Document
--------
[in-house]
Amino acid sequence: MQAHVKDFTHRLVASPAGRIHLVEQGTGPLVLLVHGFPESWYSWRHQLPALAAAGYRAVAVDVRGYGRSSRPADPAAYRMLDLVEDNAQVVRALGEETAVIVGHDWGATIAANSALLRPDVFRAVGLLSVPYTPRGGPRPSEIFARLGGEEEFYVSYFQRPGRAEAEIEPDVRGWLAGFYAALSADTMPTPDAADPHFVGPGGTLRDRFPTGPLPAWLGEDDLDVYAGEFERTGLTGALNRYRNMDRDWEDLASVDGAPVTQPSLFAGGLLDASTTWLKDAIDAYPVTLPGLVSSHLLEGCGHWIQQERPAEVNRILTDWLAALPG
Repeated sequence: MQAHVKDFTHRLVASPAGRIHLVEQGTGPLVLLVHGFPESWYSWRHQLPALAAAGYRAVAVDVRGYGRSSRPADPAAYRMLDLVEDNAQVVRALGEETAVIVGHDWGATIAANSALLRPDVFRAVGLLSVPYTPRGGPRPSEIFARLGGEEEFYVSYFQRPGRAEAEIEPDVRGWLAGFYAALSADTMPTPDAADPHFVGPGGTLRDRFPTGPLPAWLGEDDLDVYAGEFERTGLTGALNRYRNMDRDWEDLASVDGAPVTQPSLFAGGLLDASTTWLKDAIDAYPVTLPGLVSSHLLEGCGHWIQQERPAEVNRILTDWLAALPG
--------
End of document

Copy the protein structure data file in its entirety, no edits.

[in-house]
Amino acid sequence: MQAHVKDFTHRLVASPAGRIHLVEQGTGPLVLLVHGFPESWYSWRHQLPALAAAGYRAVAVDVRGYGRSSRPADPAAYRMLDLVEDNAQVVRALGEETAVIVGHDWGATIAANSALLRPDVFRAVGLLSVPYTPRGGPRPSEIFARLGGEEEFYVSYFQRPGRAEAEIEPDVRGWLAGFYAALSADTMPTPDAADPHFVGPGGTLRDRFPTGPLPAWLGEDDLDVYAGEFERTGLTGALNRYRNMDRDWEDLASVDGAPVTQPSLFAGGLLDASTTWLKDAIDAYPVTLPGLVSSHLLEGCGHWIQQERPAEVNRILTDWLAALPG
Repeated sequence: MQAHVKDFTHRLVASPAGRIHLVEQGTGPLVLLVHGFPESWYSWRHQLPALAAAGYRAVAVDVRGYGRSSRPADPAAYRMLDLVEDNAQVVRALGEETAVIVGHDWGATIAANSALLRPDVFRAVGLLSVPYTPRGGPRPSEIFARLGGEEEFYVSYFQRPGRAEAEIEPDVRGWLAGFYAALSADTMPTPDAADPHFVGPGGTLRDRFPTGPLPAWLGEDDLDVYAGEFERTGLTGALNRYRNMDRDWEDLASVDGAPVTQPSLFAGGLLDASTTWLKDAIDAYPVTLPGLVSSHLLEGCGHWIQQERPAEVNRILTDWLAALPG